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Lynn Krawczyk of Smudged Textiles Studio has a new book out with Interweave and F+W Media, Intentional Printing. The book is a great beginner’s guide to printing on fabric, featuring 11 techniques like screen-printing, drop cloth printing and stamping. There are also multiple projects in the book so you can use your printed fabric to make something unique and meaningful.

Lynn shares her expertise below with helpful tips for adding writing to your fabric. Just think of the possibilities! You can also win a copy of Intentional Printing with your comment on today’s post. (U.S. residents only this time please.) Tell us what you’d write on fabric to include in your next project! Would you make up your own special quilt tag? Would you write a letter of love to your kiddo? Is there a favorite quote you’d want to incorporate into your work?

Enjoy Lynn’s ideas about How to Add Writing to Fabric, and be sure to comment for your chance to win a copy of Intentional Printing.

Handwriting and art– the two things that are inherently unique to each person. No two people will have the same writing and no two people will produce the same art, even if they are taught the same techniques. This makes being an artist something very special.

I often incorporate my handwriting into the work that I make because it leaves an undeniable mark of my personal vision. It’s a very easy way to make it stand out from others.
What do I write? Here’s the cool part… Whatever comes to mind! The point of paint writing isn’t always about making sure that the text is legible. It’s about movement, it’s about adding a bit of mystery. You can certainly focus on making the writing front and center but you don’t need to. It can add a beautiful abstraction to your work that draws people in for a closer look.

As a surface design artist obsessed with adding pattern to fabric, it was pretty exciting to realize that something I’ve been doing my whole life could be used in my artwork. I work primarily with paint and wanted to stick with that medium. It turns out that with a little practice, you can paint write on your artwork with minimal tools and fuss!

Here is what you need to “paint write” on fabric:
1. Fabric: I like working on my own hand dyes or commercial solids. Any type of fabric will do.

2. Paint: If you are working on fabric, use textile paint (there is more of an explanation below). But if you are working on something that won’t get washed or stitched on, any type of acrylic paint will do.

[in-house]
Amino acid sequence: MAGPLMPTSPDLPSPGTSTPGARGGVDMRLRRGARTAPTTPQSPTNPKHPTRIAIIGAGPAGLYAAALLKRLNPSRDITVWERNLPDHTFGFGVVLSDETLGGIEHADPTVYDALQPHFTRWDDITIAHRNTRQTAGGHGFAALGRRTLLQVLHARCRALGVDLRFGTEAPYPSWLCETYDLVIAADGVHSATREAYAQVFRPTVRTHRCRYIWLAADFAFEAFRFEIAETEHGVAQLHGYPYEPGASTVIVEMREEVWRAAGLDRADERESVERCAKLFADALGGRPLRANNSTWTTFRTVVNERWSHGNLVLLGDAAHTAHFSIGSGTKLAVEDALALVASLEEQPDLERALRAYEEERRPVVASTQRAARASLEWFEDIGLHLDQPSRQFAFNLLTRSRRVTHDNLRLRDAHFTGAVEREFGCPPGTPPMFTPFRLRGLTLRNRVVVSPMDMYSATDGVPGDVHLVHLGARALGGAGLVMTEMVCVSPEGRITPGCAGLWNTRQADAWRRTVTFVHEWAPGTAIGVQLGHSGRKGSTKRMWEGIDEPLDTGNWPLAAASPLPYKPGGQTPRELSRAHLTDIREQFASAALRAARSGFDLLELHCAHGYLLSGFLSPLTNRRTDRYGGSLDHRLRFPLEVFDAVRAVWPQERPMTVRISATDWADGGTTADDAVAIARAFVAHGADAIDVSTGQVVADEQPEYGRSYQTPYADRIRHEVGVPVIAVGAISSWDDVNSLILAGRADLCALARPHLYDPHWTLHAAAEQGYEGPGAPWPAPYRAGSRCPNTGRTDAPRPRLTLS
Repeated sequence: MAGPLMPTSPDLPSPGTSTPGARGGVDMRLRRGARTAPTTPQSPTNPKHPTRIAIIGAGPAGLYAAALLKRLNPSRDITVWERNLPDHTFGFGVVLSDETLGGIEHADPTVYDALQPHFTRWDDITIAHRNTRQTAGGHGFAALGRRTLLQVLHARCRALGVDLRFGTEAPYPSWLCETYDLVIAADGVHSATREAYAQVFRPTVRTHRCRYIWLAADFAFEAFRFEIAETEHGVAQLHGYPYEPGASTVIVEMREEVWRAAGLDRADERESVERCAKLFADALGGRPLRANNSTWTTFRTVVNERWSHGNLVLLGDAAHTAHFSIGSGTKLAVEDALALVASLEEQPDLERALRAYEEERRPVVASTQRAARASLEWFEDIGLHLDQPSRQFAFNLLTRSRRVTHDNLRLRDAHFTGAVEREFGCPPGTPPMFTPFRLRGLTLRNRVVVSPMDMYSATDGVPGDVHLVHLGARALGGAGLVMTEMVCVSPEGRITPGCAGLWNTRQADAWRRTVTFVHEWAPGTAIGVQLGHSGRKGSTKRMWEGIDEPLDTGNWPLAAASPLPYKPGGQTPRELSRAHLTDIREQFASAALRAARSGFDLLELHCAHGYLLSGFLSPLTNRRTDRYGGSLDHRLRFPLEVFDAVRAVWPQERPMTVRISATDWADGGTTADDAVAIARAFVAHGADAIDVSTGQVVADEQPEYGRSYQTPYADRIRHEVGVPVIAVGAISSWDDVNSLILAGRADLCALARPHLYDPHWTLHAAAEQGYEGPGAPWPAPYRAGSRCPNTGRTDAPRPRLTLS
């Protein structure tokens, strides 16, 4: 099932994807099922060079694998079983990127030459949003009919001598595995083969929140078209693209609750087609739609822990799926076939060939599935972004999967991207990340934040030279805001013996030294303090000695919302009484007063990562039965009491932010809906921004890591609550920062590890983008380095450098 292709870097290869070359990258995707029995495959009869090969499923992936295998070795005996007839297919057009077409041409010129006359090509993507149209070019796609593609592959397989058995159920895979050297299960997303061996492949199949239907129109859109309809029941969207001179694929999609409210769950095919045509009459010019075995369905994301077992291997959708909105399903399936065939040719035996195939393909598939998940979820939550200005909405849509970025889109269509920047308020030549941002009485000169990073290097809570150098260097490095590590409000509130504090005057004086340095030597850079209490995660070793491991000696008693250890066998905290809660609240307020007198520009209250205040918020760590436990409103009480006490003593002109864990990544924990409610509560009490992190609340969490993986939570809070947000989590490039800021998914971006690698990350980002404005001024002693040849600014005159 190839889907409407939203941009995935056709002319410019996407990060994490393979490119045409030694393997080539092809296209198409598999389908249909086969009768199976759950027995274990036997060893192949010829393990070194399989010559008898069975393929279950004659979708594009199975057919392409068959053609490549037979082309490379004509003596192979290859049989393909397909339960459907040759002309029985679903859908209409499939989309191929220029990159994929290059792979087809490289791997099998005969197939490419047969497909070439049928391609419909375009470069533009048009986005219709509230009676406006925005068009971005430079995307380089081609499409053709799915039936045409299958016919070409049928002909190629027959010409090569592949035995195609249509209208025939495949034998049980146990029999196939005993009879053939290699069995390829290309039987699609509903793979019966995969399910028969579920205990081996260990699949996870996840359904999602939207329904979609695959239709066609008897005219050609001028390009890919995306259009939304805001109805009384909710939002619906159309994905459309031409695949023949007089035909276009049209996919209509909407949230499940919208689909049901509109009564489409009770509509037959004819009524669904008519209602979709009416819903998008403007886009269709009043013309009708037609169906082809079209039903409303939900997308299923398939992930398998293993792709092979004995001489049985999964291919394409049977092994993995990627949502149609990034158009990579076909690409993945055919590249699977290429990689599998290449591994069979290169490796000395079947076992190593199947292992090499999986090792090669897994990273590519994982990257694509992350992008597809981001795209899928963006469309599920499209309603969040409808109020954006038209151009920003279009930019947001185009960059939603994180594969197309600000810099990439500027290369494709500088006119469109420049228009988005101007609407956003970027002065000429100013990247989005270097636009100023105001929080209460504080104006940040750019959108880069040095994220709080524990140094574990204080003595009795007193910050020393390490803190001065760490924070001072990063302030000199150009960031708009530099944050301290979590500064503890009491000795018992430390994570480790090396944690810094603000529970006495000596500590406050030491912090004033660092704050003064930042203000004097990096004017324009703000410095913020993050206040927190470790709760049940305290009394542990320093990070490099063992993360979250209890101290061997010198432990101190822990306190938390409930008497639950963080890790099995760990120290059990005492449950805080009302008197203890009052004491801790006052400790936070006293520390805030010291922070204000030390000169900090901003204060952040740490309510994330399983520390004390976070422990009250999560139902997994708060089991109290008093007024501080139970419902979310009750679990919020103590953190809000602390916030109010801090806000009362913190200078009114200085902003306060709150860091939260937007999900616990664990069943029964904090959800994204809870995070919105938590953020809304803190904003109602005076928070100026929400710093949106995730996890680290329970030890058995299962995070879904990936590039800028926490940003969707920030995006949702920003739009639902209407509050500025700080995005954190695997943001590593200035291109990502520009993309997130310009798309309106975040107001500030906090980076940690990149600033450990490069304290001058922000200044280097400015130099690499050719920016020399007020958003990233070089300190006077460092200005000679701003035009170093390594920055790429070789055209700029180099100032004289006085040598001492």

3. Squeeze Botttles: I use these 2 oz. squeeze bottles. They are soft so your hands don’t get tired when you work on larger projects.

4. A Print Surface: Paint will often seep through fabric. It’s a sneaky little bugger. Make sure that your table is protected. A heavier piece of fabric, like canvas, beneath what you are printing on works really well. Iron it well so that there aren’t any odd bumps that can interfere with your paint writing.

And here are my best tips for writing on fabric with paint:
1. Practice first! Have some scrap fabric on hand to try out the technique until it feels comfortable.

2. Use paint that has a medium viscosity. By that I mean it’s not too thick and it’s not too thin. If the paint is too thick, it will be difficult to squeeze out of the bottle and it’ll create huge blobs. If the paint is too thin, it will bleed and the writing will look super sloppy. The average craft paint works well.

3. If you are working on fabric like I do and want to stitch your work, use a textile paint. Textile paint has a medium in it that helps reduce the amount of stiffness it adds to the fabric. My go-to brand is Jacquard Textile or Jacquard Neopaque fabric paint. The Textile type is more transparent and the Neopaque type is more solid which makes it good for working on dark fabrics. They also make a metallic called Lumeire that is very nice for adding a touch of shimmer. (I talk extensively about fabric paint in the book, lot of details there to help you choose the one that is right for your project.)

4. Use steady pressure when squeezing the bottle. This will help prevent air bubbles from forming. These can cause splatters mid writing.

5. Lightly touch the surface of the fabric; don’t press hard. You want to give the paint a chance to contact the fabric but not scrape it.

6. If you have trouble with your fabric moving when you are trying to write on it, you could be pressing too hard. Try using less pressure. You can also tape down the corners with masking tape to keep it in place.

What kind of projects can you make with this technique? Anything. I mean it… Anything. It can be used on celebration banners, tote bags, t-shirts and collages. The sky’s the limit! Give it a shot; I know you’ll love it just as much as I do!